Although there is sparse coverage of automated surface observations around the higher terrain, webcams from ski resorts can verify the existence of moderate to heavy snowfall. Visibilities in the webcams below suggest snowfall rates higher than those depicted in the NESDIS products – visually, rates look closer to perhaps 1″/hr in the upper right and lower right images (Figure 4). One of our goals of this assessment is to combine information from the webcams with the more quantitative snowfall rate product to better estimate snowfall in data void areas. Snowfall reports from the Chama Railyard indicated 8.5″, Taos Ski Valley 6″, Ski Santa Fe 12″, and Pajarito Mountain 10″.
Over the last few days Himawari-8 AHI Air Mass RGB imagery has captured an impressive view of Severe Tropical Storm Choi-wan near Japan. The storm began as a tropical depression near Wake Island and the Japan Meteorological Agency upgraded the depression to a tropical storm on October 2nd. The tropical storm continued to move north-northwest toward Japan and the Sea of Okhotsh but weakened as it evolved. Yesterday and today (October 8th) the storm began to take on more extratropical characteristics and look like a strong mid-latitude low pressure system (click on Fig. 1 animation).
Currently, SPoRT is investigating the utility of NOAA Unique CrIS/ATMS Processing System (NUCAPS) satellite retrieved soundings for hurricane tropical to extratropical transition events. Soundings are typically used to anticipate severe weather and analyze the pre-convective environment; however, they can be just as valuable for analyzing and understanding the environment surrounding complex extratropical transition events, especially over data sparse oceanic regions. National Center forecasters at the National Hurricane Center and Ocean Prediction Center routinely use the Air Mass RGB for forecasting such events, especially for identifying the influence of warm, dry stratospheric air during extratropical transition. Although the Air Mass RGB provides a wealth of information about the upper-level horizontal distribution of temperature and moisture characteristics surrounding a storm, it does not provide insight about the vertical distribution of thermodynamic characteristics. With Next-Generation S-NPP/JPSS NUCAPS Soundings now available in AWIPS-II, they can be used in conjunction with the Air Mass RGB to anticipate extratropical transition events.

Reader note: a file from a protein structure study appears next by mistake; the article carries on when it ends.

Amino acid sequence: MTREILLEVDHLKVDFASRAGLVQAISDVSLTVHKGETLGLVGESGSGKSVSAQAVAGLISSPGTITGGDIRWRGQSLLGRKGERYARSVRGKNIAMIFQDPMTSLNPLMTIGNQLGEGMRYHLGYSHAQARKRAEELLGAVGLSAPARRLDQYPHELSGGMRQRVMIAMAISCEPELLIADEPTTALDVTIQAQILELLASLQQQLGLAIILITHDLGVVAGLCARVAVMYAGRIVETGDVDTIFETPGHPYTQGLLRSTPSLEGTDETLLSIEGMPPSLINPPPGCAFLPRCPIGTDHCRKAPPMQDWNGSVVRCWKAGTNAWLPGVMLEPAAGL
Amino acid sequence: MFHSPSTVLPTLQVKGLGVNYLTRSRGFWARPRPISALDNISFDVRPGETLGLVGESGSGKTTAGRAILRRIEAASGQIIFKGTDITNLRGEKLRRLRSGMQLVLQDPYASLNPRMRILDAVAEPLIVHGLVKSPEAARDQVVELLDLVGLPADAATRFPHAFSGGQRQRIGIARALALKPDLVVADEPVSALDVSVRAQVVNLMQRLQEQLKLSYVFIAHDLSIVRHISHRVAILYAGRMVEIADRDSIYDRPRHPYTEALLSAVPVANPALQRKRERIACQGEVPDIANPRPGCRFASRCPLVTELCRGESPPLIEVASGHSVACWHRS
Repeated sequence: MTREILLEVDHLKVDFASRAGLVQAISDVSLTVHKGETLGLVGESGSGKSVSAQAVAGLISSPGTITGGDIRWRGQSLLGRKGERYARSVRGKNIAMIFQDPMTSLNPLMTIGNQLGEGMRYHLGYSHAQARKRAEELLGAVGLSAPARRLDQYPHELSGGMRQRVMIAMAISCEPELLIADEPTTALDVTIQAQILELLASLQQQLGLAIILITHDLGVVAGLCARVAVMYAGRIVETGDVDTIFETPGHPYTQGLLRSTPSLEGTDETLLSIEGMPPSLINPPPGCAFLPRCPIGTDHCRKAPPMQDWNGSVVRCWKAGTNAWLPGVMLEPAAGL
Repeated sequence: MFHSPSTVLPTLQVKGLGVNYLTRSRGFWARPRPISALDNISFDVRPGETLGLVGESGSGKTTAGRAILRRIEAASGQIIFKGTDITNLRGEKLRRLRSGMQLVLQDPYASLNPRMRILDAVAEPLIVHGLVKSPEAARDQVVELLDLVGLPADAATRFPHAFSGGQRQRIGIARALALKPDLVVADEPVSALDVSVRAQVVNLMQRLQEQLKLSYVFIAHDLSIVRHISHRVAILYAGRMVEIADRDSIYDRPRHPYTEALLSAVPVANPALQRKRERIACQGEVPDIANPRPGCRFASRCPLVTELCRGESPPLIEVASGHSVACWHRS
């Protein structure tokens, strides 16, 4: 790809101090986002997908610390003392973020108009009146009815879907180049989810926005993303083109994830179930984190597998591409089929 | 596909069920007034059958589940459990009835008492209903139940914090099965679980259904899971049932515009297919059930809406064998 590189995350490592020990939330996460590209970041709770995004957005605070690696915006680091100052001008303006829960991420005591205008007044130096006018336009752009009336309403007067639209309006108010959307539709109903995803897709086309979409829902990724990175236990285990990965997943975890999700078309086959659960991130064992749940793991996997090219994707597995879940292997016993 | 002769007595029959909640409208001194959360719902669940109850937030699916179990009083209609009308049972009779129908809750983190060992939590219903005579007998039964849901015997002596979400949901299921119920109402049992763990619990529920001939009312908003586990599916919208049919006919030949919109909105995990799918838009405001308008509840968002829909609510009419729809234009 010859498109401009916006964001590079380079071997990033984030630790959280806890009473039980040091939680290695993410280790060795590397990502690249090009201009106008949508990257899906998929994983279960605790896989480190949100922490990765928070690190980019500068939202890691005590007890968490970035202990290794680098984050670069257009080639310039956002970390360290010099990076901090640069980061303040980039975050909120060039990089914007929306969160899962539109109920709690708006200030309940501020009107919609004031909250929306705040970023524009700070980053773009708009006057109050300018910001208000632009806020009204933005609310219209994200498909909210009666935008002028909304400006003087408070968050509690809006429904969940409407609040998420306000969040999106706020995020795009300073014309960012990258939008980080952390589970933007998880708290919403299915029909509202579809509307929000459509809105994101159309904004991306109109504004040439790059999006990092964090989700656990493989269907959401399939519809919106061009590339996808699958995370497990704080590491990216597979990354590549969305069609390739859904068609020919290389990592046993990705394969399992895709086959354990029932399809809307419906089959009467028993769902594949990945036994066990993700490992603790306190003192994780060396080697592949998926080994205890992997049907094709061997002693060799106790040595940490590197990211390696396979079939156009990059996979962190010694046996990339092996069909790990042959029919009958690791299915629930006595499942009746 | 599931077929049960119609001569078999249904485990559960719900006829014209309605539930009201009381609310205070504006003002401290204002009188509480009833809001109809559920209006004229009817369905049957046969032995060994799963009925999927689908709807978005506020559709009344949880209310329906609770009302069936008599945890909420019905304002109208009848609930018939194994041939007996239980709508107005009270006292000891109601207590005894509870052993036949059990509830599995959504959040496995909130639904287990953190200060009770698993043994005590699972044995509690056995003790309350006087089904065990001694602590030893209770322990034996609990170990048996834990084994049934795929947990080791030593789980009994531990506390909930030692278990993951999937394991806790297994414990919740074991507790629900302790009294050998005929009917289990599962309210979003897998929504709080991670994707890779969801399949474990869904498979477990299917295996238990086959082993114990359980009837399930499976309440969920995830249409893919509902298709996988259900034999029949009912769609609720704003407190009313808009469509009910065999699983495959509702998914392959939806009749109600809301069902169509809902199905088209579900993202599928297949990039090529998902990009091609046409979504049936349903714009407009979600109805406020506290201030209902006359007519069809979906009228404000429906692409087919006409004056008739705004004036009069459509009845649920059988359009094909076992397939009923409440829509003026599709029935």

Here are a few examples of NUCAPS Soundings compared to the Air Mass RGB. Let’s take a look at NUCAPS Soundings in three locations in the environment surrounding Severe Tropical Storm Choi-wan (Fig. 2).
Location 1, red/orange coloring, represents upper-level dry air on the Air Mass RGB. To no surprise, the NUCAPS Sounding (Fig. 3) reveals dry upper-levels and dry conditions throughout the atmospheric column.
Now Location 2 is also in an orange colored region and representative of upper-level dry air, but take note the coloring is not as “red tinted” as Location 1 and there are more mid-level clouds. Mid-level clouds tend to be light tan or ocher colored in the Air Mass RGB. The NUCAPS Sounding (Fig. 3) does confirm a mid-level moisture layer from about 800-600 mb. Seeing ocher clouds in the RGB only means that qualitatively mid-level clouds are present (one can’t get a quantitative height from the RGB), but inspection of the NUCAPS Sounding would give a quantitative height estimate of the mid-level clouds. Although this sounding is in the region right over the mid-level cloud, looking at more soundings in the same orange region (but not right over a cloud) do show the atmospheric column is not completely dry (like Location 1) but there is low- to mid-level moisture present throughout the region surrounding Location 2. Just by looking at the RGB one may not realize a mid- to low-level moisture layer is present since the interpretation of the orange coloring in the Air Mass RGB is upper-level dry air.
Location 3 is the most interesting (at least to me since the sounding gives more information about the atmosphere than one could extrapolate from just looking at the Air Mass RGB). The green coloring around Location 3 represents a warm, moist air mass. The NUCAPS Sounding (Fig. 4) does reveal a more moist sounding about 300 mb and above, but note there is mid-level dry air present and a low level moist layer. Again the NUCAPS Soundings provide more information about mid- and low- level characteristics that one can’t infer from the RGB imagery. This is just one example that highlights the utility of analyzing Next-Generation satellite data sets for complex weather events in data sparse regions.